News and Comment

Communicate the method as well as the madness when measuring the political pulse

Friday 22 May 2015

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If a week is considered a long time in politics, then the previous two will have felt like an eternity for some in the polling industry.

The pollsters will be relieved to see the back of the last fortnight. Traumatised by the release of the now infamous exit poll that sent shock waves around the country at 10pm on election night, the following 48 hours were no less nightmarish with the announcement of an independent inquiry into their performance by The British Polling Council. Many have spent the following days desperately scouring raw data for clues and trying to explain to clients, the public and angry politicians how on earth the prevailing wisdom of the campaign failed to sense a Conservative majority. Even some of the big players in the political narrative are now calling for regulation of the polls in the final stages of election campaigns.

Ultimately the polling industry finds itself in such an uncomfortable position because it has a lot to answer for. Never had their services been in such high demand as in the run up to this month’s election, dominating the day-to-day framing of debate in the media by analysts and commentators. The parties themselves danced to their tune of ‘neck and neck’ and a hung parliament, shaping their strategies accordingly. Newspapers succumbed to the apparent deadlock by commissioning their own daily measurements of the nation’s political pulse – and in doing so dedicated discussion, not to policy or to manifestos but to electoral and Parliamentary arithmetic. Yet in practice this apparent dead heat bore no resemblance to reality and was never the prospect it appeared. The influence of the polling industry over political opinion during this period – and could be argued over the eventual outcome – was unprecedented. What proportion of the electorate voted tactically out of a fear that an opposition party were in touching distance of victory?

Yet at its most influential the polling industry was also at its most vulnerable – there are more pitfalls than ever to avoid in the exercise of polling itself. This explosion of political polling comes at a time where people lead busier lives than ever, when much of the public are increasingly reluctant to answer any kind of survey – not least one seeking political opinions when engagement is supposedly at an all-time low, and further complicated by the unusual fluidity of the electorate amid a new, multi-party landscape. Why they got it so wrong and how wrong each individual organisation got it is under investigation by the psephologists. My principal concern is with the communication of their research results and methods to the electorate, as I think they got that wrong too.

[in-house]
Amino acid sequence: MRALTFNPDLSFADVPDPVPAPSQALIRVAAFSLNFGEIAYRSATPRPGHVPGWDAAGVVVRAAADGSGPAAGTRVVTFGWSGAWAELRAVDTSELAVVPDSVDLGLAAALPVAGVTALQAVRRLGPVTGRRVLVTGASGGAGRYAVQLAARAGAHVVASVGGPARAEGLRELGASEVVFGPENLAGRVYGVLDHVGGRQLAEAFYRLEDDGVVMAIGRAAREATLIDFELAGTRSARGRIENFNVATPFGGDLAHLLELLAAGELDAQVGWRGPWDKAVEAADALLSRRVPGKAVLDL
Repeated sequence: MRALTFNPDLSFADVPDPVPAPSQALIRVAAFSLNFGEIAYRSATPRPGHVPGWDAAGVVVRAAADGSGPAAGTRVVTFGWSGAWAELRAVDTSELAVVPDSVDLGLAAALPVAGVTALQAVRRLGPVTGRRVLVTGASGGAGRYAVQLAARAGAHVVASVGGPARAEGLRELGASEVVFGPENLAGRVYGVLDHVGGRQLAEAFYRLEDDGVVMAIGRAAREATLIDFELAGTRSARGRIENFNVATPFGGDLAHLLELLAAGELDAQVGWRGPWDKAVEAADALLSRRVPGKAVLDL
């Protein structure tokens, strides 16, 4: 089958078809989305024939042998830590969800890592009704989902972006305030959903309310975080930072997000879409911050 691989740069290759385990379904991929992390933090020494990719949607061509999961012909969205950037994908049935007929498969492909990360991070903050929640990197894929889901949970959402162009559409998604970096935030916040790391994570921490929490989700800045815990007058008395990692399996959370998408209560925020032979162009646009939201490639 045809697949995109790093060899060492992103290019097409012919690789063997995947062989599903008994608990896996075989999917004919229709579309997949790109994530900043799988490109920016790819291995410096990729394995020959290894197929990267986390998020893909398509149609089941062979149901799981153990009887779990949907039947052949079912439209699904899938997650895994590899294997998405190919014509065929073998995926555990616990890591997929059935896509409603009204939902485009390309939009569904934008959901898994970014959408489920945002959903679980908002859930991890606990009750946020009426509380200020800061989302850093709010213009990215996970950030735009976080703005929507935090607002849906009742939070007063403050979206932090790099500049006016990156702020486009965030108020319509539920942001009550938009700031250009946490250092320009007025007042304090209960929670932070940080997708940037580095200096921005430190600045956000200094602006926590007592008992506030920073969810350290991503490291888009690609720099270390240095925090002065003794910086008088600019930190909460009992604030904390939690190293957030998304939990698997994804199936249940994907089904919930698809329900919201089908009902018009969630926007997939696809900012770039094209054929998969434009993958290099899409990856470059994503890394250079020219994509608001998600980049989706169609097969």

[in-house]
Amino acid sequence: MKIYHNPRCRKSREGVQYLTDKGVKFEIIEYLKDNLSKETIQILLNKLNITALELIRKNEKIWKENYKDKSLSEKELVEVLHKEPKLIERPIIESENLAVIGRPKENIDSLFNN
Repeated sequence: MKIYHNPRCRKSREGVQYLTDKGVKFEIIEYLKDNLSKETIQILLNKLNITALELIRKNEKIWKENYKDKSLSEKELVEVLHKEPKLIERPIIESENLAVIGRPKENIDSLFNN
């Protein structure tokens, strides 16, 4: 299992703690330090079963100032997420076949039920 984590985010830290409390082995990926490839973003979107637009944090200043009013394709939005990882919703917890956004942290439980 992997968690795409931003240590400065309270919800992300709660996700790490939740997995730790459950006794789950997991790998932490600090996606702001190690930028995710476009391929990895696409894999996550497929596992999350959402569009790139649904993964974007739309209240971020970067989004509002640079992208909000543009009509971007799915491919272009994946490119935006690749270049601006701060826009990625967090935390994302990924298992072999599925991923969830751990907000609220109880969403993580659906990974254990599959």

The numbers themselves may be subject to critical scrutiny by the British Polling Council, but the messages that accompany the numbers clearly were not. It should have been more important than ever to ensure that the definition of polling – that polls are samples, not forecasts, and the methods by which conclusions are drawn – extrapolating from people that can be reached to the people that can’t – was communicated as convincingly to the public as the poll results themselves. At OPM we’re acutely aware of the importance of effectively communicating how our research findings have been reached and that the public dialogues we run, sometimes exploring complex scientific concepts, are accessible – allowing meaningful participation in debate. These same principles should be adopted in the communication of election poll results, helping to shape a more politically literate public.

Health warnings, disclaimers –  in other words, providing a context – may reduce the impact of headlines, but this will be far outweighed by the damage to the industry’s reputation if voting behaviour continues to be misrepresented on the scale it has been this month. It’s just not realistic to expect members of the public to appreciate how each polling organisation weights or models its raw data to arrive at an estimate of voting intentions by glancing at the latest headlines generated by the day’s polls. What the questions were (and how they were worded), how were they answered (typically by phone or via the internet), and who answered them, in other words – the methodology – must feature as boldly as the headlines.

I’m not suggesting that the accurate representation of forecasts is the sole responsibility of the polling organisations – it’s a matter for collective consideration. But polls themselves will no longer be taken on trust alone. The pollsters have no choice but to seek to remedy this confusion over how results are reported and interpreted if they are to recover from what was considered widely to be their worst night for 23 years. The last two weeks might otherwise only be the beginning.